Investment in the UK’s financial technology (fintech) firms has grown by 500% in the past three years, compared with 133% for Europe and 170% for the US, says a new report.
Since 2018, UK fintechs have also outstripped the US and Europe in terms of total investment deals, sealing nine major deals over £1m in the first quarter of 2020 alone. This is compared to six and four in the US and Europe respectively in the same time period.
The figures come from recruitment firm Roger Walters and market analysis experts Vacancy Soft, which published their findings in a report, Fintech: Challenger to competitor, on 28 May.
The UK’s fintech market, however, remains firmly London-centric, despite the report noting tech roles in banking had increased 50% since 2017 in regional cities like Manchester, Birmingham and Leeds.
In 2018, for example, 45 of the UK’s 50 fintech deals worth over £1m involved London firms. Although the UK’s total deals nearly doubled to 96 in 2019, bringing in $48bn worth of investment, only eight of these were into regional businesses. In the first quarter of 2020, London fintechs generated almost as much investment at $114m as they did for the entirety of 2017 at $148m, according to the report.
This makes London the second most attractive destination for fintech-related venture capital, second in the world to only the US.
“If the government are serious about levelling up the country to catch up with London, then serious thought needs to be given into how and why London based businesses remain so much more attractive to VCs. Work is already being done in Birmingham with HS2 and within Manchester, Leeds and Liverpool to grow the Northern Powerhouse,” said Ahsan Iqbal, director of technology at Robert Walters.
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“In the past few years, we have seen regions outside the UK establish their own tech hubs and as a result are holding onto talent. With the skills now existing in abundance in the regions, attention needs to turn towards getting fintechs to move or start up here.”
The report also identified borrowing and lending, messaging and communication, and payments as the three most popular fintech products and services being offered in 2020.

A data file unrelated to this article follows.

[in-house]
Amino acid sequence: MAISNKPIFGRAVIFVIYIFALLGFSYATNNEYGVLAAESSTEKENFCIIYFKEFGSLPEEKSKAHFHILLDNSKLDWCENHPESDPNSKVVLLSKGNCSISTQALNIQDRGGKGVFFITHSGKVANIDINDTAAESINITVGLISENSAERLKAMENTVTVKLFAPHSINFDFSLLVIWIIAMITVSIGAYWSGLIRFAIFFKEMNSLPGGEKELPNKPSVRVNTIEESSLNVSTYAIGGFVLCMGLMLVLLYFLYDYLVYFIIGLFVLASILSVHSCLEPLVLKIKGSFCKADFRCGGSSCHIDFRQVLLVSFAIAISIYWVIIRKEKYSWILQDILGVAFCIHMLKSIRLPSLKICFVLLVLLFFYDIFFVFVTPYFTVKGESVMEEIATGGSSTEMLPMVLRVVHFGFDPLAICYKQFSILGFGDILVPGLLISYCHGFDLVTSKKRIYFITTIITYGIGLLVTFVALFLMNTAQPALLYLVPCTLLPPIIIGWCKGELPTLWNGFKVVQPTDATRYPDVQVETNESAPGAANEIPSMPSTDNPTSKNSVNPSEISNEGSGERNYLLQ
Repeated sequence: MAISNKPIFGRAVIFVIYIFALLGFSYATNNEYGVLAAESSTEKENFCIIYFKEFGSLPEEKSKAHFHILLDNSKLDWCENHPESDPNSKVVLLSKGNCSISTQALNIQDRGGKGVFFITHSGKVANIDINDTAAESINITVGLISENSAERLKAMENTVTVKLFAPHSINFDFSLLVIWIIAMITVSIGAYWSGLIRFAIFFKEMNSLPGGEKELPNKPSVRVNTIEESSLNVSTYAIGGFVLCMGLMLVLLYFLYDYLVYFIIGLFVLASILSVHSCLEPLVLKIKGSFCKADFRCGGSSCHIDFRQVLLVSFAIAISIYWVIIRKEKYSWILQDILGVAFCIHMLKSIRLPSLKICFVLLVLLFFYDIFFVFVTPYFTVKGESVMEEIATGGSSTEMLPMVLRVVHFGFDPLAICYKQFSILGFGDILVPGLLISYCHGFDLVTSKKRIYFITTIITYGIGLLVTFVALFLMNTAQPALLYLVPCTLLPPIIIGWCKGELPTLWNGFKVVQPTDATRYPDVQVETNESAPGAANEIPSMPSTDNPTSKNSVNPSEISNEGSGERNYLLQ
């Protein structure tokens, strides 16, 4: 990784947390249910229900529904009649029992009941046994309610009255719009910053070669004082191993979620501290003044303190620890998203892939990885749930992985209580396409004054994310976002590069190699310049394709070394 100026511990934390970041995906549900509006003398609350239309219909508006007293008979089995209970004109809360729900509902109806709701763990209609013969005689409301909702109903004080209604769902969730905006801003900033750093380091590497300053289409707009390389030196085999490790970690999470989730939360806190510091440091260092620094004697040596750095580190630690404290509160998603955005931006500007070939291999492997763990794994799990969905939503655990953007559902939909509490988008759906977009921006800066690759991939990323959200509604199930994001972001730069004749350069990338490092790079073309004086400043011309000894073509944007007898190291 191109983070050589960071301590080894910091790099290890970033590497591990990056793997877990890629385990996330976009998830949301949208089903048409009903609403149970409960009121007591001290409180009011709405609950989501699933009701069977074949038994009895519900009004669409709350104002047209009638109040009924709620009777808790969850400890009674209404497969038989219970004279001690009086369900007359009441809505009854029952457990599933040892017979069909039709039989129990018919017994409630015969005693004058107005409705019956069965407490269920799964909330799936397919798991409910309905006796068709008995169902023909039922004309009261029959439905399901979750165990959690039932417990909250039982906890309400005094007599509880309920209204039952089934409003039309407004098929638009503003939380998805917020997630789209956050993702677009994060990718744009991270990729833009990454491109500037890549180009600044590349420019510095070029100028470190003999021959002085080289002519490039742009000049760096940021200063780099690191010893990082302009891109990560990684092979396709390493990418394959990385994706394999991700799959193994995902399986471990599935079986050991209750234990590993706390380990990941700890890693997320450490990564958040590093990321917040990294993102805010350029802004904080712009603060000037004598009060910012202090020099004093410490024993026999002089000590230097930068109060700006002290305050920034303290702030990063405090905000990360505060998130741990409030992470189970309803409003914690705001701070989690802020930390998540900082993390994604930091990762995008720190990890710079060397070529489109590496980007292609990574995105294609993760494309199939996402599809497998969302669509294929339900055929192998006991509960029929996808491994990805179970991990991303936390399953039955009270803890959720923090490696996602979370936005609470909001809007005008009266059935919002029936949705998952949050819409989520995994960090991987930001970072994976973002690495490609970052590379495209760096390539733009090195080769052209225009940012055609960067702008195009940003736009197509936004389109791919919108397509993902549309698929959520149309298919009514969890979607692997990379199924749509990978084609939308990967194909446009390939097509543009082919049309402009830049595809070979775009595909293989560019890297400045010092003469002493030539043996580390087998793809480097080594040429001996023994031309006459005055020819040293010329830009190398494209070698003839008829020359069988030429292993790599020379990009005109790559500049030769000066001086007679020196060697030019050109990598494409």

“Fintechs were not initially seen as direct ‘competition’ to traditional banks – with their products and services differing vastly. However, over the past 12-18 months we’ve seen fintech’s apply for banking licenses which means they can now expand their offering to include overdrafts, guarantee deposits, and the ability to set up direct debits,” said Tom Chambers, a senior manager of technology at Robert Walters.
“Perhaps the most drastic change was governments swift action to ‘shake up’ traditional lending and allow fintech companies to be an official loan provider for the government Covid-19 bailout scheme, introducing fintechs to the masses.
“As fintechs creep into traditional banking territory, and financial services continue to embed technology into their processes, the sectors stand to become indistinguishable in the next year.”
The report added that fintechs focused on lending are best place to ride out the coronavirus crisis, because of their capacity to work in ways that traditional banks cannot.
“As normal restrictions on lending are waived to enable companies to ride out the crisis, artificial intelligence will play a key part in enabling the financial services sector to provide simultaneous support to thousands of businesses – at a rate far greater than the capacity of their current underwriting team,” it said: “As a result, AI-driven fintech lenders will be the biggest ‘winners’.”
Another consequence of the pandemic could be yet another significant increase in the UK’s adoption of online banking, which already had some of the highest adoption rates in the world – reaching an all-time high of 73% in 2019.
“Lockdown and social distancing measures mean that banks have had no choice but to scale back their retail operations, instead pushing customers towards digital platforms,” it said.